Electronic Theses and Dissertations

Date

2023

Date of Award

4-17-2023

Document Type

Dissertation

Degree Name

Doctor of Philosophy

Department

Computer Science

Committee Chair

Stanley Franklin

Committee Member

Vasile Rus

Committee Member

Deepak Venugopal

Committee Member

Andrew Olney

Committee Member

Weizi Li

Abstract

Embodied cognition is a paradigm in cognitive science that emphasizes the fundamental role of bodies, environmental interactions, situational contexts, and sensory and motor systems in cognitive processing. Much of the research in embodied cognition has focused on online cognitive activities (such as reactive, overt behaviors) that are directly coupled to environmental stimuli. Such research fails to explain offline cognitive activities (such as planning, deliberation, and mental imagery) that are spatially or temporally decoupled from one’s immediate sensory experiences. Embodied, simulation-based theories of cognition attempt to address this shortcoming by proposing a mechanism—modal simulations—by which sensory and motor systems can directly support offline cognitive activities. However, while purely modal, simulation-based theories, such as perceptual symbol systems, have more explanatory power than their purely online counterparts, they also suffer from their own shortcomings. These include largely untenable explanations of abstract concepts and a conspicuous lack of well-specified and well-developed computational models. To address these challenges, I develop a hybrid (modal/amodal) account of embodied, simulation-based cognition based on a neuro-symbolic implementation of the LIDA cognitive architecture. My implementation focuses on (1) grounded, multimodal perception and perceptual learning; (2) action selection and procedural learning; and (3) mental imagery and simulation-based reasoning. This account advances LIDA’s conceptual commitments to embodied principles and grounded cognition; contributes to the ongoing scientific discourse on embodied, simulation-based cognition; and advances a computational framework for realizing simulation-based, autonomous, agential software systems.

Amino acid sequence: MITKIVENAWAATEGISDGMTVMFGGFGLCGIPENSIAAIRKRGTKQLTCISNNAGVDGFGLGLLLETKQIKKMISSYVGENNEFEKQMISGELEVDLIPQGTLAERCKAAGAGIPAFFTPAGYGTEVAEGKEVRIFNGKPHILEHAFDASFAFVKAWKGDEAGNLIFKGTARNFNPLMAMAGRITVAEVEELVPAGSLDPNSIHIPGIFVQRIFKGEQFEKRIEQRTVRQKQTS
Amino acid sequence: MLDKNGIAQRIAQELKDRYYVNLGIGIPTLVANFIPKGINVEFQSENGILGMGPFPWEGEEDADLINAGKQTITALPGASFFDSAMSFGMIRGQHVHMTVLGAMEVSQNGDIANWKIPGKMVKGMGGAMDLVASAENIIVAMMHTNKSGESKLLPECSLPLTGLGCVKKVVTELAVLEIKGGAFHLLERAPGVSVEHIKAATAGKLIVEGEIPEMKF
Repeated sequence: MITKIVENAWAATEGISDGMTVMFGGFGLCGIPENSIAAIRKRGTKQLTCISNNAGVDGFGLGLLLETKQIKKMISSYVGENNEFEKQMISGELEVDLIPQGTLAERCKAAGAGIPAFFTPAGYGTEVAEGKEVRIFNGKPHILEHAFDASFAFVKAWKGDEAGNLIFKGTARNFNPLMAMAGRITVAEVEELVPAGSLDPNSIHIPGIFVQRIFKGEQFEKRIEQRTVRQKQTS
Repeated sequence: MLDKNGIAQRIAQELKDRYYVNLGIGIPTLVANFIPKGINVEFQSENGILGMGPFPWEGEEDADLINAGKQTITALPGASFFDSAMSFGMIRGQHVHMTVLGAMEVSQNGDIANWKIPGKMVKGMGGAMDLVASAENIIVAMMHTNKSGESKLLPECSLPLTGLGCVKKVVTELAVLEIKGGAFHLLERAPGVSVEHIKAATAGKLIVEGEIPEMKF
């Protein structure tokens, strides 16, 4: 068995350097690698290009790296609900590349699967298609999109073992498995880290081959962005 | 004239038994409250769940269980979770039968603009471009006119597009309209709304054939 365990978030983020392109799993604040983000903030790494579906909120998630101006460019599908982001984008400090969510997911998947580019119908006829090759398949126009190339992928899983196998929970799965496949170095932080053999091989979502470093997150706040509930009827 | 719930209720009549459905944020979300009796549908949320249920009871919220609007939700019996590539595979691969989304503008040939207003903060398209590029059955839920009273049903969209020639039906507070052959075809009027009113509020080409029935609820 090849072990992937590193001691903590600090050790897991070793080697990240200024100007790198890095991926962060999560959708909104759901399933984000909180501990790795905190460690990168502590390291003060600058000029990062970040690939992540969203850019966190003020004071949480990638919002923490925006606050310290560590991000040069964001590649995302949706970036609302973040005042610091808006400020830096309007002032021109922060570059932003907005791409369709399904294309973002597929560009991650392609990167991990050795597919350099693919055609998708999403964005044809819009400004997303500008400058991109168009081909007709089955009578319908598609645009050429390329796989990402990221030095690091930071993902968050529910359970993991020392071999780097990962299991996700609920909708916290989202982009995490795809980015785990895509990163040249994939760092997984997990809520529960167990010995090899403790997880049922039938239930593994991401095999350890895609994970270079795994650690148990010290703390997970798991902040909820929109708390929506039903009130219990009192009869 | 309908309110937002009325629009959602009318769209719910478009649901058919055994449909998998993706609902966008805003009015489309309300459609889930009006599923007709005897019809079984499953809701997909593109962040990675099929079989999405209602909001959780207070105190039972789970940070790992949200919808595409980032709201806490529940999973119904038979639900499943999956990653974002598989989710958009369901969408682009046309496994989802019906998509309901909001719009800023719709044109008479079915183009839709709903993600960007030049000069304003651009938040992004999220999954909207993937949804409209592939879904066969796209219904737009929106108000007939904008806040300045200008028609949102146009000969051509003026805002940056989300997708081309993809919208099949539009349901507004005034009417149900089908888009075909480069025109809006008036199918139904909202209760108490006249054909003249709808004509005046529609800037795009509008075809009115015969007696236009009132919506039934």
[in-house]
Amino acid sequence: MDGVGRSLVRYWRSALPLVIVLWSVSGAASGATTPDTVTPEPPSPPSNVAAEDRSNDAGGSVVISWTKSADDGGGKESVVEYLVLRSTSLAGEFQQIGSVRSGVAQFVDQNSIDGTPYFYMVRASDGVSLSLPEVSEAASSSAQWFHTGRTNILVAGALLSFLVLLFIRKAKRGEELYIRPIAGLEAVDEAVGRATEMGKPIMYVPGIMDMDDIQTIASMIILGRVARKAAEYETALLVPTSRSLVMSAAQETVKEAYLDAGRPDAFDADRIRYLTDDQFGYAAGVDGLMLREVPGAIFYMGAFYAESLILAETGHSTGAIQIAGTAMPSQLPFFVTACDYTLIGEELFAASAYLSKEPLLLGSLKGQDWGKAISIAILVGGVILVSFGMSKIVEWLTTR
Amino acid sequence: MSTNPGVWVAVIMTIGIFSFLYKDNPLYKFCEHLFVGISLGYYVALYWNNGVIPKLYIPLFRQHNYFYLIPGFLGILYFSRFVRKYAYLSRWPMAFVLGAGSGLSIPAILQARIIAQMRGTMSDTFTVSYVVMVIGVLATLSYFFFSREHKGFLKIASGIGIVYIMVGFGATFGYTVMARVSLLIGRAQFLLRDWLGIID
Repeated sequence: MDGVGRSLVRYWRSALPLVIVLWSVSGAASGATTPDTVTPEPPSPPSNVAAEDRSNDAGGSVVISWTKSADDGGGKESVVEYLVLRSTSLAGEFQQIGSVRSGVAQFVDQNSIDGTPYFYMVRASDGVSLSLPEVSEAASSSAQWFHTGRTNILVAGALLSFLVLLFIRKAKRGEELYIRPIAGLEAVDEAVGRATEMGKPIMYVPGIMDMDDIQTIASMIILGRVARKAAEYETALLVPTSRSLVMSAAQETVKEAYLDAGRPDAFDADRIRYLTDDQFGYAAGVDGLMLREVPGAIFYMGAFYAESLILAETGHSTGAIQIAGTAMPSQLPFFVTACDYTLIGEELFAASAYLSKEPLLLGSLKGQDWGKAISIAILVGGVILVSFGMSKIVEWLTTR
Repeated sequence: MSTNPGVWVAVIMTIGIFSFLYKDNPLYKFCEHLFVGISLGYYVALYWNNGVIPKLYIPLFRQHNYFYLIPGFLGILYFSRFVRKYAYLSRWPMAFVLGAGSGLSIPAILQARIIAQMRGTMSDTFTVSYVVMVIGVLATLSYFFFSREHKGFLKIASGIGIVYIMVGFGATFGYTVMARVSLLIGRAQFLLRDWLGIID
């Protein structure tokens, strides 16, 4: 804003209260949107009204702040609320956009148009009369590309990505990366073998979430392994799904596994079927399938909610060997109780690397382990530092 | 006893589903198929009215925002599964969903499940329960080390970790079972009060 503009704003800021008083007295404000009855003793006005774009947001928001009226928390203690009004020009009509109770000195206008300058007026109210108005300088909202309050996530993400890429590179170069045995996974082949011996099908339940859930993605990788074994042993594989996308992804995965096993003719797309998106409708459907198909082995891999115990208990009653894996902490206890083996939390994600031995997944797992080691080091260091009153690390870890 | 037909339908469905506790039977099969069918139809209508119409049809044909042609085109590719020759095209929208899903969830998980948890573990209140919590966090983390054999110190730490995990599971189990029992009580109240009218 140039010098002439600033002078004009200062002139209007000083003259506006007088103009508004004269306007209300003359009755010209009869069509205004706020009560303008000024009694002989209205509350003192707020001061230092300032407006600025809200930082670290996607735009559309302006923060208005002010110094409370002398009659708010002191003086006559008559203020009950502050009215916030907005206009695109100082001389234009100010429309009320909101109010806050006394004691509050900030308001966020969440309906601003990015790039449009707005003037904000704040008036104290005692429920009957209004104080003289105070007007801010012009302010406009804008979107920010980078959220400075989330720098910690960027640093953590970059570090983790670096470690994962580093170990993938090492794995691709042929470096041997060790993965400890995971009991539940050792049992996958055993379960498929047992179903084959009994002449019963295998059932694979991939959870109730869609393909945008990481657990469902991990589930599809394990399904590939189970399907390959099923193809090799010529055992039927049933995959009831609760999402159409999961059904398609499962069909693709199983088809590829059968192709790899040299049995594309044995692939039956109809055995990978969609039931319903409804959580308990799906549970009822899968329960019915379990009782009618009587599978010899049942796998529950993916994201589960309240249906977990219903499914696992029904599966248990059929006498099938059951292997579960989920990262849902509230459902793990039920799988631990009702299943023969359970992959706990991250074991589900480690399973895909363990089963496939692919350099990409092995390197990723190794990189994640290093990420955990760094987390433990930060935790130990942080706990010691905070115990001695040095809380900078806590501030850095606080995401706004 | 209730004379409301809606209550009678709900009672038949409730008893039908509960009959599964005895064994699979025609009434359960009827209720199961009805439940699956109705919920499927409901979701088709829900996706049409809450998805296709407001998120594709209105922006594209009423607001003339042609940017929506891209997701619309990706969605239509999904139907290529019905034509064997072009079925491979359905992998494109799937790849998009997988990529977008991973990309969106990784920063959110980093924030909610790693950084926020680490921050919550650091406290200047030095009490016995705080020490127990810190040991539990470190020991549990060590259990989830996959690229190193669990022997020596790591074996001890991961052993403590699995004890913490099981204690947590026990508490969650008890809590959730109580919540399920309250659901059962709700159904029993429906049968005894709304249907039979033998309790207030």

Comments

Data is provided by the student.

Library Comment

Dissertation or thesis originally submitted to ProQuest

Notes

Open Access

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